"At half time he told me to score more goals, I said I would try and luckily I got three goals today so I'm happy."
It may've lasted barely a minute, maybe two, but Carragher's intervention was positive. It made the difference. For the better of Mane, Liverpool, even English football. The 5-0 away result a first for Premier League teams in the Champions League.
The integrity that comes with 20 years at the top of game. The credibility. When an ex-pro like Carragher speaks, with his background, players listen. Well, you'd like to think they would...
But what of Carragher the pundit? Can his integrity survive Carragher the TV personality?
What if that quick halftime chat wasn't with a 25 year-old Mane? What if it was with a lad five, six years younger? Someone who had next to no idea of Carragher the footballer, but knew plenty about him from the box. Would the same approach have the same impact?
We're singling out Carragher here, but it could apply to any one of his generation.
Frank Lampard, Steven Gerrard, Rio Ferdinand... On the pitch, they won the lot. They reached the top of the game. With so much to offer English football, the vast majority are now moving into the media.
But when Carragher says of proven, Premier League players, "This is Sunday League, Hackney Marshes defending". When he brands pros as "cowards". What impact does that have on his ability to impart his experience onto younger player?
When Carragher pulls a young prospect aside. Someone who he can see has potential. Is a positive word from Carragher the outspoken pundit going to have the same force as it would without the public hyperbole?
Why would a young lad take his words to heart when all he knows is this is the same man who was claiming Per Mertesacker couldn't get a game on Hackney Marshes? Why would he take such advice, no matter how genuine Carragher is with it, seriously?
This column knows of one ex-player who's life came in contact with the former England captain Terry Butcher. Butcher coached the player, who was football mad and knew all about his career. A centre-half, the lad worked with Terry at 18. Butcher pulled him aside one day after training to tell him, "you're as good an 18 year-old I've coached". A young, impressionable centre-half being told by one of England's greatest that he has something? The kid didn't come down for a week. You could see it in his approach. The way he conducted himself. That little bit of lift from a genuine legend made a big difference. And he went onto carve out a great career for himself.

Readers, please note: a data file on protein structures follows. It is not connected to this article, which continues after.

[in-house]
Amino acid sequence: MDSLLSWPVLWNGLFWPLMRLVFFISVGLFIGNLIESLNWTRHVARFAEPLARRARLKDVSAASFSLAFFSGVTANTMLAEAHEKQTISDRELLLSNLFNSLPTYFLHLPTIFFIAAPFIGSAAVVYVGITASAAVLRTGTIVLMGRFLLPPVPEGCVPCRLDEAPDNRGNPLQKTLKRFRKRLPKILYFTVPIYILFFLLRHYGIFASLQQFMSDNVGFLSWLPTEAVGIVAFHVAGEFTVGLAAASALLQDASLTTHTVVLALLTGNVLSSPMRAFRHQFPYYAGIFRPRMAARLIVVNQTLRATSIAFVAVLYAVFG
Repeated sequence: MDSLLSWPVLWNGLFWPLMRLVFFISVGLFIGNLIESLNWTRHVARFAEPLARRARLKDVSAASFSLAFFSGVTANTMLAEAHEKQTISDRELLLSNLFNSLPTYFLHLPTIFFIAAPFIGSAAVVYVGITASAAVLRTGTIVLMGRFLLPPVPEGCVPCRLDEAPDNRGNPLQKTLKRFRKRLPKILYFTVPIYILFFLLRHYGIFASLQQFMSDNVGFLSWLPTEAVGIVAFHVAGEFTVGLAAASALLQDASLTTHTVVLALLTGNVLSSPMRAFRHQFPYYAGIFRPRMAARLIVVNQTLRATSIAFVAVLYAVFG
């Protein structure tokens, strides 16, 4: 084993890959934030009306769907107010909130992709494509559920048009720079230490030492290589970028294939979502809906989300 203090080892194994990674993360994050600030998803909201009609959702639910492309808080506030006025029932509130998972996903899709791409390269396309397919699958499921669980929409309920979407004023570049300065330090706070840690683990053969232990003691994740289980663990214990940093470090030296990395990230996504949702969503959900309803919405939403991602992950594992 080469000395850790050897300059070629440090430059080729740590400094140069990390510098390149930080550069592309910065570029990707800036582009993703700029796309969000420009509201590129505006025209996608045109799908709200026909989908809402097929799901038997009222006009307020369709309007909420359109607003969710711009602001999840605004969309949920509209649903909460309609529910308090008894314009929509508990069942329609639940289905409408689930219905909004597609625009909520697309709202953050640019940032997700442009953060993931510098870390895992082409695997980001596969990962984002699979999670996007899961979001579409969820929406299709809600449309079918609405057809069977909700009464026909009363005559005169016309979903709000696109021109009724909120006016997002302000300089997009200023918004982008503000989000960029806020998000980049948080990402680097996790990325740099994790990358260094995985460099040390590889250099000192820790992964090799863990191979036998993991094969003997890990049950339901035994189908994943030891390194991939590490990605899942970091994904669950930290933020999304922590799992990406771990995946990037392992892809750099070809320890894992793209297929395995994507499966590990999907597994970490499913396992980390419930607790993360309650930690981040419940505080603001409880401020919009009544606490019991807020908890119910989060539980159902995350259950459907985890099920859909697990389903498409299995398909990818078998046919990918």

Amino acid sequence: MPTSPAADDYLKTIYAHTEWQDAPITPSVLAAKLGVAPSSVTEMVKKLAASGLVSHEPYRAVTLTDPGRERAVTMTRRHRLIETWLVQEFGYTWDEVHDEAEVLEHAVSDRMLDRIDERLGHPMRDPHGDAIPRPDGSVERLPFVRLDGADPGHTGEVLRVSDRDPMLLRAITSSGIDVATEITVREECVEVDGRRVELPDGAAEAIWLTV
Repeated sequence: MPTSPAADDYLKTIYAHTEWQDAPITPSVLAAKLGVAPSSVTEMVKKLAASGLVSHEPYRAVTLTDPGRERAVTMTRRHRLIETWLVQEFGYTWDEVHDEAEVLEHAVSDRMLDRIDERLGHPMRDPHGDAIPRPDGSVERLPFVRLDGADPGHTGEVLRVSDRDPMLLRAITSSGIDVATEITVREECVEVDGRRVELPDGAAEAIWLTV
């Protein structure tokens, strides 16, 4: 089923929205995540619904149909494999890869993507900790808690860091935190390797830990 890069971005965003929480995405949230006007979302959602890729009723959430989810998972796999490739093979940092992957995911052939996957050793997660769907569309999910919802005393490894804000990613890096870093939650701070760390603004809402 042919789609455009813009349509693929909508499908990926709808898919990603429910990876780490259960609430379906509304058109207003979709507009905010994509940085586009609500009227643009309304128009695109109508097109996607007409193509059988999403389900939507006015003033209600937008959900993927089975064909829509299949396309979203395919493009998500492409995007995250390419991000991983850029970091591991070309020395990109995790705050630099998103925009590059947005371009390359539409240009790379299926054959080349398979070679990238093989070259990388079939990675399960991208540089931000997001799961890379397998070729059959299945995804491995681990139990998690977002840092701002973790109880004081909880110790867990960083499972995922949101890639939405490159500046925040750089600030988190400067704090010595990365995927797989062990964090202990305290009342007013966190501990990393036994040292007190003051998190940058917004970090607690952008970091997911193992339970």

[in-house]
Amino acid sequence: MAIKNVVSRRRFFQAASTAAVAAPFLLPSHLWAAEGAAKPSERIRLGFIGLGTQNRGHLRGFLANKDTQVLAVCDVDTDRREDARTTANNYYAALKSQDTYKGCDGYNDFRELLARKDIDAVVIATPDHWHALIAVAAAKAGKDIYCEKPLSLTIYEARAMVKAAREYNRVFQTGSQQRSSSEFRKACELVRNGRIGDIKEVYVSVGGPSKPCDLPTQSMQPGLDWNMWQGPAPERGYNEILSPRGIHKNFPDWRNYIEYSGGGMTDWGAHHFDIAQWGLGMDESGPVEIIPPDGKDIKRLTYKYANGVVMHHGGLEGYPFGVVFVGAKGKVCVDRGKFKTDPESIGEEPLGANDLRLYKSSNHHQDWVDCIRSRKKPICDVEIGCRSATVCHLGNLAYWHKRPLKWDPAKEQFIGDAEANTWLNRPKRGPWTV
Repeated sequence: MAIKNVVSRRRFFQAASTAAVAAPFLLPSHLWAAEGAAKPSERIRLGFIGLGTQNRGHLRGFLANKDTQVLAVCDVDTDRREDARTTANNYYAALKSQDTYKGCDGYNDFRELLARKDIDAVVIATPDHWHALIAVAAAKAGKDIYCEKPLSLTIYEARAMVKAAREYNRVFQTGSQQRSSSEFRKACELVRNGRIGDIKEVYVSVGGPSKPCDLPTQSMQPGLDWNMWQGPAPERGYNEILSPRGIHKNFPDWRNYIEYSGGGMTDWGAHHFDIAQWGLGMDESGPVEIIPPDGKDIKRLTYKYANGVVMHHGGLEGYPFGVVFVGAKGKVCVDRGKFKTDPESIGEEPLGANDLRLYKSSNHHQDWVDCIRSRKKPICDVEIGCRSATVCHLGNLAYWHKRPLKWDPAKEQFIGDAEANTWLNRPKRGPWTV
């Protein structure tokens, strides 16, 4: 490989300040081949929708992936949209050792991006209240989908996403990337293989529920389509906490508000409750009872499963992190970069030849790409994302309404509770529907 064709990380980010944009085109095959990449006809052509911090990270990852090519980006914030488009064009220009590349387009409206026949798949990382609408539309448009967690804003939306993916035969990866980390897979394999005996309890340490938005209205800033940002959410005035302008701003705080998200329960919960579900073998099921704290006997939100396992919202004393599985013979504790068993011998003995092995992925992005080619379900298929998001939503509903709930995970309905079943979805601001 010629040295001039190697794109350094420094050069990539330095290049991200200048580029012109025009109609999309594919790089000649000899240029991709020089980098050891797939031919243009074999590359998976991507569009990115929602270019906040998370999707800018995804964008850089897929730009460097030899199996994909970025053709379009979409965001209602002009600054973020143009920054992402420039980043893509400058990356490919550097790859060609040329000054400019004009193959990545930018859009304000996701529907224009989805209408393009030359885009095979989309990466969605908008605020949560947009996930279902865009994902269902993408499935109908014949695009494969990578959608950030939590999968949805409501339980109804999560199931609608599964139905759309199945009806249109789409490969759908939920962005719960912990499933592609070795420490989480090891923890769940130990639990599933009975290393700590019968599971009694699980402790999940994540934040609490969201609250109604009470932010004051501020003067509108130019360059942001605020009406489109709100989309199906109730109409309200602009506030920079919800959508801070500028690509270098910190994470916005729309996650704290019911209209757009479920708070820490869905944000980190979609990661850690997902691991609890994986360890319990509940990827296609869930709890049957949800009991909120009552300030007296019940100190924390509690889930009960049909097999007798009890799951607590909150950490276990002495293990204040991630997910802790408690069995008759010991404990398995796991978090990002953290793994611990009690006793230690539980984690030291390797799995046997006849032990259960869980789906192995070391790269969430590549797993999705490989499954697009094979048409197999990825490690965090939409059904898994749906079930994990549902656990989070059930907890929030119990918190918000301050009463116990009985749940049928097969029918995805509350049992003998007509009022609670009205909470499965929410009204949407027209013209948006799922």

This is what you want for Carragher. That in five years' time when he approaches a young pro with a bit of advice, they're going to listen. But with every rant about players being "cowards" and playing the stuff of the "Sunday League" it has to chip away at an ex-players' credibility with the next generation coming through.
Again, this isn't just about Carragher. They're all at it. Climbing over eachother to be the most outrageous. Seeking that little sugar hit of ratings or likes.
But don't get us wrong. This isn't about finger wagging. We understand the panto. We love it. Just look at Jose Mourinho last week and his "liar" blast for those on the TV couches thrashing out where it's all gone wrong for Paul Pogba. It's entertainment. Great entertainment.
But if some of these ex-players want to do more than just talk about the game that has given them so much, they must know the rants and raves will eventually work against them.
For Carragher and his ilk, there's going to come a time - if the hype continues - when the TV pundit overtakes the great English footballer. And that's going to be a real shame. Because these members of the famous golden generation have so much to offer the next wave coming through.
And as valuable as the advice is, it's influence is going to fall well short if it's coming from the boom-bust culture of today's football pundit.